Nine times out of 10 the interviewee will be a bag of nerves. This may be the job that they have been waiting for. Or, given the fallout from the recession, they may desperately need the money, and so a job that is potentially for them will mean a big deal.

So naturally, the candidate may be nervous. But look at the bigger picture – do they look like they can do the job properly with their experience and qualifications?

Interviewers can learn a lot from the interviewee’s 30 minutes in the hotseat. Have they made an effort with their appearance? Men should be wearing a suit and polished shoes. Women should wear a business trouser suit or jacket, blouse and skirt with appropriate shoes.

Pay attention to their answers. Are they direct and to the point? Having said that, a little bit of waffle is another sign of nerves, but as long as they demonstrate intelligence and initiative, take this on board.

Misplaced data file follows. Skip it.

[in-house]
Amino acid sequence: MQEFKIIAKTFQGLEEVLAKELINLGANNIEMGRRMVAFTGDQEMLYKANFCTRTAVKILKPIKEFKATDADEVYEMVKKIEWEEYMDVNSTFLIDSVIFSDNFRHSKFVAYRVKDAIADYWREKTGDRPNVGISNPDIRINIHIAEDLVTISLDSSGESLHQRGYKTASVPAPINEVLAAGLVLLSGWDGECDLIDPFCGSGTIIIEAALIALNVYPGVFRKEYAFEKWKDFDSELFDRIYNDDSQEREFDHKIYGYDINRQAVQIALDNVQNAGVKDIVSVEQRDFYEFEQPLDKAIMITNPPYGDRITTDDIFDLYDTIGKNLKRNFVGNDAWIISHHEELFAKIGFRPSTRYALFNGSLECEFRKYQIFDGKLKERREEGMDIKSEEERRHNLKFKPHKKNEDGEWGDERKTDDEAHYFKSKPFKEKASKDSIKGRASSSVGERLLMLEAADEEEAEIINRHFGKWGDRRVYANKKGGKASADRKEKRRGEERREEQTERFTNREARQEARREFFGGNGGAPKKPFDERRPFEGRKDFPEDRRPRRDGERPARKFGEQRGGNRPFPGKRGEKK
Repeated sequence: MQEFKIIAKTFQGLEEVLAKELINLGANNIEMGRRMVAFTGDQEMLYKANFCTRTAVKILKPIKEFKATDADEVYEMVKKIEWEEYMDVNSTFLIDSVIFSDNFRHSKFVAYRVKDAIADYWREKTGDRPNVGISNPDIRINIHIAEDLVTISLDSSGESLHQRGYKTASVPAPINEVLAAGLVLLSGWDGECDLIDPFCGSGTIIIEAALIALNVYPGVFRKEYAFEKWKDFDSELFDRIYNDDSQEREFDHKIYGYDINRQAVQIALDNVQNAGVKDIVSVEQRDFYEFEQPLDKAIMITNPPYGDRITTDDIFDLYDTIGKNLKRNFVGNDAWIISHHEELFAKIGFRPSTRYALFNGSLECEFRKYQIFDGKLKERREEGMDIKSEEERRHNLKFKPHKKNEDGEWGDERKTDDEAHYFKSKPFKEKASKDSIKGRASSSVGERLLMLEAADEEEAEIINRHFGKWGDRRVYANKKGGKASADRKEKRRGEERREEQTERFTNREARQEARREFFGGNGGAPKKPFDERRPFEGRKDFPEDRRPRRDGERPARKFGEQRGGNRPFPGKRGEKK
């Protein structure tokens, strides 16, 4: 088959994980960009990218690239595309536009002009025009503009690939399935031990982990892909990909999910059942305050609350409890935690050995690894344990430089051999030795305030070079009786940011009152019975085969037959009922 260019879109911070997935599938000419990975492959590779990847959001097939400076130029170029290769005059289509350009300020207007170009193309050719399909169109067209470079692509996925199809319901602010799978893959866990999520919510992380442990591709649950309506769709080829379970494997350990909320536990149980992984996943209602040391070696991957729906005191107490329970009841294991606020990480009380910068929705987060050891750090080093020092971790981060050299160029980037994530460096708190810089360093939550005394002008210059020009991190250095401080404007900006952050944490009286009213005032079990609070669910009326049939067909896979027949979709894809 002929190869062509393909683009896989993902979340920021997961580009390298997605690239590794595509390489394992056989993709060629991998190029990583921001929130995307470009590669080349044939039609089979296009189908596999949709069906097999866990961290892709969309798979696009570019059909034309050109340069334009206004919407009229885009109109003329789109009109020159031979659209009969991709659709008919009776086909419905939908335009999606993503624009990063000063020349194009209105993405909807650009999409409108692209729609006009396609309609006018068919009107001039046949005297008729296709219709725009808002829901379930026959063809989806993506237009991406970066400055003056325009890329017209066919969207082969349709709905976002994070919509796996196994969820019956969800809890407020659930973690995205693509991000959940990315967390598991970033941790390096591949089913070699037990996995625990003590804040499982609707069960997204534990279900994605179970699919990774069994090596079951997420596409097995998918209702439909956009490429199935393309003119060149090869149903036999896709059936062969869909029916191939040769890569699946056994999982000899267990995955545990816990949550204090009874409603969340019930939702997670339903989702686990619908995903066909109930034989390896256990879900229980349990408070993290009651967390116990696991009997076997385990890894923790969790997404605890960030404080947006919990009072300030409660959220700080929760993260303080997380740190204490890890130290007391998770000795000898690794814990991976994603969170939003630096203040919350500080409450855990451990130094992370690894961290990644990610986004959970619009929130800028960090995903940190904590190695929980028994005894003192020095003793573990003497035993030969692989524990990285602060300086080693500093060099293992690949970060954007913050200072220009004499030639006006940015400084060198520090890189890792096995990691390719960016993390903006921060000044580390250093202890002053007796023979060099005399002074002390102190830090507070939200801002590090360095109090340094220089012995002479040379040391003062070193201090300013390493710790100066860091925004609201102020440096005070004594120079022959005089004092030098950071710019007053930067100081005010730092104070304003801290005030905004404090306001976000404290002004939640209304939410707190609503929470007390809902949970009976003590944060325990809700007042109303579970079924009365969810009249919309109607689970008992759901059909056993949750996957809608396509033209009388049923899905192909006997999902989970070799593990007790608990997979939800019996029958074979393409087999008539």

Interviewees must be able to demonstrate they have some knowledge of both the company and the industry they will be working for. This will be a good test of the candidate’s experience, and will prove that either they are the genuine article or trying to bluff their way into a job they don’t have the credentials for.

Make some notes about the impression you get from the person you have just interviewed. In some cases, you might follow your gut instinct as to whether they were the right person for the job. In other cases, a second interview may be necessary. If this proves to be the case, list each of the candidate’s main attributes and then assess how they perform in the second session. List your main requirements again and see how many of these boxes are ticked by the remaining candidates.

The worst-case scenario is that you don’t find the right candidate. It may be that someone has the right expertise and qualifications, but doesn’t quite fit the profile you had in mind. If that is the case, you need to go back to the drawing board and start the recruitment process again – perhaps with a fresh approach.

If, however, you get the candidate you want, you should contact them as soon as possible to confirm they have the job. Make sure they are willing to take it. If the candidate wants the job, arrange a start date.

The next stage is the induction, which I will be dealing with in the next article.